Sony and Microsoft use industry websites to argue over Call

Microsoft and Sony continue publicly arguing about the $68.7 billion Activision-Blizzard deal and the entire world is watching.

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Today Sony delivered new controversial comments about Microsoft’s proposed Activision buyout. The two billion-dollar tech giants are using some of the largest websites in the video games industry to publicly jab one another in regards to Call of Duty exclusivity and the Activision-Blizzard buyout as a whole. These websites, which are often quoted directly in reports prepared by legal advisors in response to anti-competition probes, have become public forums for what is fast becoming a rivalry between two games giants.

Sony’s latest comment has ignited claims of anti-competition; Sony argues if Microsoft assumes control of Call of Duty that it would directly negatively harm the entire market. These are bold claims, and Sony can’t adequately back them up without revealing key market data, earnings figures, and other information that is likely confidential and closely-guarded–in other words, Sony can’t exactly prove what it is saying to be true without divulging the same documents that it has provided regulatory bodies like the FTC and CMA.

Today Sony delivered the following comment regarding deeper investigation into the Activision-Blizzard deal to GamesIndustry.biz:

“By giving Microsoft control of Activision games like Call of Duty, this deal would have major negative implications for gamers and the future of the gaming industry.

“We want to guarantee PlayStation gamers continue to have the highest quality gaming experience, and we appreciate the CMA’s focus on protecting gamers.”

Microsoft responded with a very curt comment of its own:

“It makes zero business sense for Microsoft to remove Call of Duty from PlayStation given its market leading console position.”

Remember that “remove” does not technically mean that future Call of Duty games will always release on PlayStation. Microsoft’s vernacular here could indicate existing, already-released Call of Duty games will remain on PlayStation. New games, on the other hand, could be kept off of the platform until Sony and Microsoft strike an appealing deal.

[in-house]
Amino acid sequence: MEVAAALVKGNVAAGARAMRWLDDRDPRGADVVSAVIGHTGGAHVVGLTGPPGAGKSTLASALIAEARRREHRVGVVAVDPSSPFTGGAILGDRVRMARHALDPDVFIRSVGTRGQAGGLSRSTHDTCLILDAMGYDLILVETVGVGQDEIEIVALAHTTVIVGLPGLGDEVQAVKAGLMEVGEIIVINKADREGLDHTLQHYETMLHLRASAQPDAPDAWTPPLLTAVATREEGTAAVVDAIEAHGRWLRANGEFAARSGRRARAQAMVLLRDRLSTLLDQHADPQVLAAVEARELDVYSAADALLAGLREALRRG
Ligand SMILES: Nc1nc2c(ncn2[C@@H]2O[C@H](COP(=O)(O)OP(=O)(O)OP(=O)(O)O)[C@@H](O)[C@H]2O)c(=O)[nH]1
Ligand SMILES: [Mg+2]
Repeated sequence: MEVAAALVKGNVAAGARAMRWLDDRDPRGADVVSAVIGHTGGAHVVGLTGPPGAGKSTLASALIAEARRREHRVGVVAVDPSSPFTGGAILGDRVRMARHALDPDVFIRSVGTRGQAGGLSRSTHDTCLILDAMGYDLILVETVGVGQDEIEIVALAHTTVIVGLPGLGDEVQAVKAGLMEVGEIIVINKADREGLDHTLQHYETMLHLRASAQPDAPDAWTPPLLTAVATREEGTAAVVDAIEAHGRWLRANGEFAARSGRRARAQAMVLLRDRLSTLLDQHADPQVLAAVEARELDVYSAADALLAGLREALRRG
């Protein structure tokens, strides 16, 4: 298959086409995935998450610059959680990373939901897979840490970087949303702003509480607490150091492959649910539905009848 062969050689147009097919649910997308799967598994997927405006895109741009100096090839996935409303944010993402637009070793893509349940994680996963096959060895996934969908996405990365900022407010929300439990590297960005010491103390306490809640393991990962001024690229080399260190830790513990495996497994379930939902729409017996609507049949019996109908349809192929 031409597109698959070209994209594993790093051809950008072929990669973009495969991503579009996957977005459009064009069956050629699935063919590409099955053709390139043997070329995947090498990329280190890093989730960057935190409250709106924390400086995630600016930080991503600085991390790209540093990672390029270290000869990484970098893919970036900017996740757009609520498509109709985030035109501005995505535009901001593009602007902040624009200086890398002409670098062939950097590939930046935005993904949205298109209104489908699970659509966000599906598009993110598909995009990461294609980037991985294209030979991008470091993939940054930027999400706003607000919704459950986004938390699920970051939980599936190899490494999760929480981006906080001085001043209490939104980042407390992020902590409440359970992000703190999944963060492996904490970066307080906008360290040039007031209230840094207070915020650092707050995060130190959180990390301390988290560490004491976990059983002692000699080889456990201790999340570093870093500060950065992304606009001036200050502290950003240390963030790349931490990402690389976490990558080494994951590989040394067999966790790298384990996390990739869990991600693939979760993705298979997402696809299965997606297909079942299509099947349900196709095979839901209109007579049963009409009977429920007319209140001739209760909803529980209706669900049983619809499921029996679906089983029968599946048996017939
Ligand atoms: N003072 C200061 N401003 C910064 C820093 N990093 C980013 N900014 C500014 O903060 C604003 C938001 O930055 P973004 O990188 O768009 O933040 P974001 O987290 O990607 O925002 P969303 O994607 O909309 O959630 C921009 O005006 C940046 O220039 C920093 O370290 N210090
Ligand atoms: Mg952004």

These two comments are stark enough to turn heads. Right now the entire world is watching these companies. Worldwide regulators are sifting through reams of data provided by Sony, Microsoft, and its competitors regarding this deal.

Sony is speaking out with major absolutes that clearly make a case against Microsoft taking control over Call of Duty, and it could be said that Sony is attempting to sway regulatory approvals and allowances with such statements.

The current developments follow two other very revealing comments made by Microsoft and Sony.

A bit ago, Microsoft’s Phil Spencer confirmed that he had reached out to Sony to allow Call of Duty to remain on PlayStation for “several years” after the deal went through and after current marketing deals had expired. In essence, Call of Duty has an expiration date on PlayStation. It will not remain on the platform in perpetuity, Spencer indicated.

“In January, we provided a signed agreement to Sony to guarantee Call of Duty on PlayStation, with feature and content parity, for at least several more years beyond the current Sony contract, an offer that goes well beyond typical gaming industry agreements,” Microsoft’s Phil Spencer told The Verge.

This was the first time that Microsoft had spoken out so frankly to a news outlet on this subject.

Days later, Sony’s Jim Ryan responded with his own frank statement, revealing key details of a deal that would almost always remain behind closed doors.

“I hadn’t intended to comment on what I understood to be a private business discussion, but I feel the need to set the record straight because Phil Spencer brought this into the public forum,” Sony Interactive Entertainment CEO Jim Ryan told GamesIndustry.biz.

“Microsoft has only offered for Call of Duty to remain on PlayStation for three years after the current agreement between Activision and Sony ends. After almost 20 years of Call of Duty on PlayStation, their proposal was inadequate on many levels and failed to take account of the impact on our gamers.

“We want to guarantee PlayStation gamers continue to have the highest quality Call of Duty experience, and Microsoft’s proposal undermines this principle.”

Regulators are watching. Lawyers and legal counsel are watching. We have to wonder what kinds of decisions that regulators will make in reflection of these comments…especially if things continue down this path.

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